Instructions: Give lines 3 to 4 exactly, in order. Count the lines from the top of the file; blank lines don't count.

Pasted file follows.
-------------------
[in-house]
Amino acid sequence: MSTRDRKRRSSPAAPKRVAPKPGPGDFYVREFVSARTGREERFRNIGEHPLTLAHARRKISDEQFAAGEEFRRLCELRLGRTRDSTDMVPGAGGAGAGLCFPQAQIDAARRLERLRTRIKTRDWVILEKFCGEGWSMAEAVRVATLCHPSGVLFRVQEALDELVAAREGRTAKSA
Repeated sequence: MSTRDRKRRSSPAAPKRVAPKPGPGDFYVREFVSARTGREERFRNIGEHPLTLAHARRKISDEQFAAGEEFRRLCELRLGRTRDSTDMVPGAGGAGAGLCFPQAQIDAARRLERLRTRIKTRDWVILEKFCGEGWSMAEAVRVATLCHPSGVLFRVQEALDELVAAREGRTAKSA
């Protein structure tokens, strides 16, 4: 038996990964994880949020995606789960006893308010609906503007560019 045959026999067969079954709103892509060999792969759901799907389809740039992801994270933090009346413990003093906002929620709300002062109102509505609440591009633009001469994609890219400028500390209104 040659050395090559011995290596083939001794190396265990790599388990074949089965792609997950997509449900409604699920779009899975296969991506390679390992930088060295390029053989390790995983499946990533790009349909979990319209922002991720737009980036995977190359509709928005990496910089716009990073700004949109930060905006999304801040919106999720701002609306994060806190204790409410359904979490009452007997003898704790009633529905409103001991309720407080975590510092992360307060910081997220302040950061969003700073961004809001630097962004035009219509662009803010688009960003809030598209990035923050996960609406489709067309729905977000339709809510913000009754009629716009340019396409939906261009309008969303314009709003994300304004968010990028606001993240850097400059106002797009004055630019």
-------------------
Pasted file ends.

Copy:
Repeated sequence: MSTRDRKRRSSPAAPKRVAPKPGPGDFYVREFVSARTGREERFRNIGEHPLTLAHARRKISDEQFAAGEEFRRLCELRLGRTRDSTDMVPGAGGAGAGLCFPQAQIDAARRLERLRTRIKTRDWVILEKFCGEGWSMAEAVRVATLCHPSGVLFRVQEALDELVAAREGRTAKSA
């Protein structure tokens, strides 16, 4: 038996990964994880949020995606789960006893308010609906503007560019 045959026999067969079954709103892509060999792969759901799907389809740039992801994270933090009346413990003093906002929620709300002062109102509505609440591009633009001469994609890219400028500390209104 040659050395090559011995290596083939001794190396265990790599388990074949089965792609997950997509449900409604699920779009899975296969991506390679390992930088060295390029053989390790995983499946990533790009349909979990319209922002991720737009980036995977190359509709928005990496910089716009990073700004949109930060905006999304801040919106999720701002609306994060806190204790409410359904979490009452007997003898704790009633529905409103001991309720407080975590510092992360307060910081997220302040950061969003700073961004809001630097962004035009219509662009803010688009960003809030598209990035923050996960609406489709067309729905977000339709809510913000009754009629716009340019396409939906261009309008969303314009709003994300304004968010990028606001993240850097400059106002797009004055630019």